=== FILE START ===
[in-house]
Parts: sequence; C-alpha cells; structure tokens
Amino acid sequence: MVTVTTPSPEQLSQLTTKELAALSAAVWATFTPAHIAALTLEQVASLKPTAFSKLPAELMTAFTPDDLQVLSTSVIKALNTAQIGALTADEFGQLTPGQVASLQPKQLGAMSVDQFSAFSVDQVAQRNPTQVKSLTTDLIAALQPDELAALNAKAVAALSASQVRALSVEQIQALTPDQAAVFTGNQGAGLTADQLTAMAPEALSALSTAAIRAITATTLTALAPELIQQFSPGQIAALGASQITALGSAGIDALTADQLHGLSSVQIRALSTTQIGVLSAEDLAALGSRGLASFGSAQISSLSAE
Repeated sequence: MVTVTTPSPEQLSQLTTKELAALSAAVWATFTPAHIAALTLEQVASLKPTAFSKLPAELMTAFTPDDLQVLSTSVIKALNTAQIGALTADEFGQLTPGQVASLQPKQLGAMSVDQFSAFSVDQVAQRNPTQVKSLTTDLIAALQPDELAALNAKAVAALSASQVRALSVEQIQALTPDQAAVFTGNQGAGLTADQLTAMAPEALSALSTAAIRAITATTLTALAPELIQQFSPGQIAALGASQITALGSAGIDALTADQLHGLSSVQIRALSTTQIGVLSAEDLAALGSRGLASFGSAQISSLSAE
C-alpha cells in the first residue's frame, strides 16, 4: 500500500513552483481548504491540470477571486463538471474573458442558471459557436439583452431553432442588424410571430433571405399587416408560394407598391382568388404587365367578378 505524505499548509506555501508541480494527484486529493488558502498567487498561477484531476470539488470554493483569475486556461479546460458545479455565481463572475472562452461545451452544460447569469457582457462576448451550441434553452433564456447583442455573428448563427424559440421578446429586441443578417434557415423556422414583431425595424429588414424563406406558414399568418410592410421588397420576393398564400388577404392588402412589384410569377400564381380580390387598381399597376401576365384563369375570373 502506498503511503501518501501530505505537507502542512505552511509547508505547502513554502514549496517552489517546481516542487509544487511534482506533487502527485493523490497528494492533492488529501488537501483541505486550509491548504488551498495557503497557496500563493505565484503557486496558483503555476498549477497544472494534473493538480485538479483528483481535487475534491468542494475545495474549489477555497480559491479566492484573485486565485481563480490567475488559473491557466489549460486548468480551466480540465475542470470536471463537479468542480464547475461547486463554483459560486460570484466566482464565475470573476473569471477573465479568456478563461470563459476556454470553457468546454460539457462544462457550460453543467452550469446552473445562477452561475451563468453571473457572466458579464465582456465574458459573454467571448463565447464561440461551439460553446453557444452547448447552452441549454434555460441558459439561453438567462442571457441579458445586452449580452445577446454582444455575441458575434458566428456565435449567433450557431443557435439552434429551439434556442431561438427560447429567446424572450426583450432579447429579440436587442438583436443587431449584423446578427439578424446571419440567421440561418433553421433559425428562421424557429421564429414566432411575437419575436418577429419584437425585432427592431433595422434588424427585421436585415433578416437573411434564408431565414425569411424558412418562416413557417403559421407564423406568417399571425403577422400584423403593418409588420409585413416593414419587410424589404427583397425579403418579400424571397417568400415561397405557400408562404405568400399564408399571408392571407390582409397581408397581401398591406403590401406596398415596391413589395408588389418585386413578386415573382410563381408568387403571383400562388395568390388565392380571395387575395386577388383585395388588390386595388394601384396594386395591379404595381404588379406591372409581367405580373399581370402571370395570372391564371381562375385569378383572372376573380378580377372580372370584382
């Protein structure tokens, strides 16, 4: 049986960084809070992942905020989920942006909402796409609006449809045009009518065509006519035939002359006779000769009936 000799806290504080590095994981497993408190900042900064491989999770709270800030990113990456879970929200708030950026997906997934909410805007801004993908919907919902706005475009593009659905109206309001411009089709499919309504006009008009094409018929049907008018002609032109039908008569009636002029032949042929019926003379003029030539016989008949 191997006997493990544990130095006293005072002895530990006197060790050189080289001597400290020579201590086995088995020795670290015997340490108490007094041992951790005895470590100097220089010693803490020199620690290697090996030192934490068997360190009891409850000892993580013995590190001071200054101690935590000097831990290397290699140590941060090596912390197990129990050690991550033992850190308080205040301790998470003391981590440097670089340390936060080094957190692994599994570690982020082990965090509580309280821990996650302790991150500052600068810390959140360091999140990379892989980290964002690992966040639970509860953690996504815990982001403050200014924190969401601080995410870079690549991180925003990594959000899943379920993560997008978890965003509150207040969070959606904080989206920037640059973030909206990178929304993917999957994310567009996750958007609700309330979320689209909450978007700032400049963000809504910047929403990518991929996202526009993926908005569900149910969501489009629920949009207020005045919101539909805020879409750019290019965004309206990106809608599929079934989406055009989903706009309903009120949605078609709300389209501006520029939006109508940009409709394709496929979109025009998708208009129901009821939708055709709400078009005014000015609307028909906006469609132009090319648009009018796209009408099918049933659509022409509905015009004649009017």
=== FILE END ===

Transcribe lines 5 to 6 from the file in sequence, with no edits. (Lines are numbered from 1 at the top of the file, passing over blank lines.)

C-alpha cells in the first residue's frame, strides 16, 4: 500500500513552483481548504491540470477571486463538471474573458442558471459557436439583452431553432442588424410571430433571405399587416408560394407598391382568388404587365367578378 505524505499548509506555501508541480494527484486529493488558502498567487498561477484531476470539488470554493483569475486556461479546460458545479455565481463572475472562452461545451452544460447569469457582457462576448451550441434553452433564456447583442455573428448563427424559440421578446429586441443578417434557415423556422414583431425595424429588414424563406406558414399568418410592410421588397420576393398564400388577404392588402412589384410569377400564381380580390387598381399597376401576365384563369375570373 502506498503511503501518501501530505505537507502542512505552511509547508505547502513554502514549496517552489517546481516542487509544487511534482506533487502527485493523490497528494492533492488529501488537501483541505486550509491548504488551498495557503497557496500563493505565484503557486496558483503555476498549477497544472494534473493538480485538479483528483481535487475534491468542494475545495474549489477555497480559491479566492484573485486565485481563480490567475488559473491557466489549460486548468480551466480540465475542470470536471463537479468542480464547475461547486463554483459560486460570484466566482464565475470573476473569471477573465479568456478563461470563459476556454470553457468546454460539457462544462457550460453543467452550469446552473445562477452561475451563468453571473457572466458579464465582456465574458459573454467571448463565447464561440461551439460553446453557444452547448447552452441549454434555460441558459439561453438567462442571457441579458445586452449580452445577446454582444455575441458575434458566428456565435449567433450557431443557435439552434429551439434556442431561438427560447429567446424572450426583450432579447429579440436587442438583436443587431449584423446578427439578424446571419440567421440561418433553421433559425428562421424557429421564429414566432411575437419575436418577429419584437425585432427592431433595422434588424427585421436585415433578416437573411434564408431565414425569411424558412418562416413557417403559421407564423406568417399571425403577422400584423403593418409588420409585413416593414419587410424589404427583397425579403418579400424571397417568400415561397405557400408562404405568400399564408399571408392571407390582409397581408397581401398591406403590401406596398415596391413589395408588389418585386413578386415573382410563381408568387403571383400562388395568390388565392380571395387575395386577388383585395388588390386595388394601384396594386395591379404595381404588379406591372409581367405580373399581370402571370395570372391564371381562375385569378383572372376573380378580377372580372370584382
């Protein structure tokens, strides 16, 4: 049986960084809070992942905020989920942006909402796409609006449809045009009518065509006519035939002359006779000769009936 000799806290504080590095994981497993408190900042900064491989999770709270800030990113990456879970929200708030950026997906997934909410805007801004993908919907919902706005475009593009659905109206309001411009089709499919309504006009008009094409018929049907008018002609032109039908008569009636002029032949042929019926003379003029030539016989008949 191997006997493990544990130095006293005072002895530990006197060790050189080289001597400290020579201590086995088995020795670290015997340490108490007094041992951790005895470590100097220089010693803490020199620690290697090996030192934490068997360190009891409850000892993580013995590190001071200054101690935590000097831990290397290699140590941060090596912390197990129990050690991550033992850190308080205040301790998470003391981590440097670089340390936060080094957190692994599994570690982020082990965090509580309280821990996650302790991150500052600068810390959140360091999140990379892989980290964002690992966040639970509860953690996504815990982001403050200014924190969401601080995410870079690549991180925003990594959000899943379920993560997008978890965003509150207040969070959606904080989206920037640059973030909206990178929304993917999957994310567009996750958007609700309330979320689209909450978007700032400049963000809504910047929403990518991929996202526009993926908005569900149910969501489009629920949009207020005045919101539909805020879409750019290019965004309206990106809608599929079934989406055009989903706009309903009120949605078609709300389209501006520029939006109508940009409709394709496929979109025009998708208009129901009821939708055709709400078009005014000015609307028909906006469609132009090319648009009018796209009408099918049933659509022409509905015009004649009017």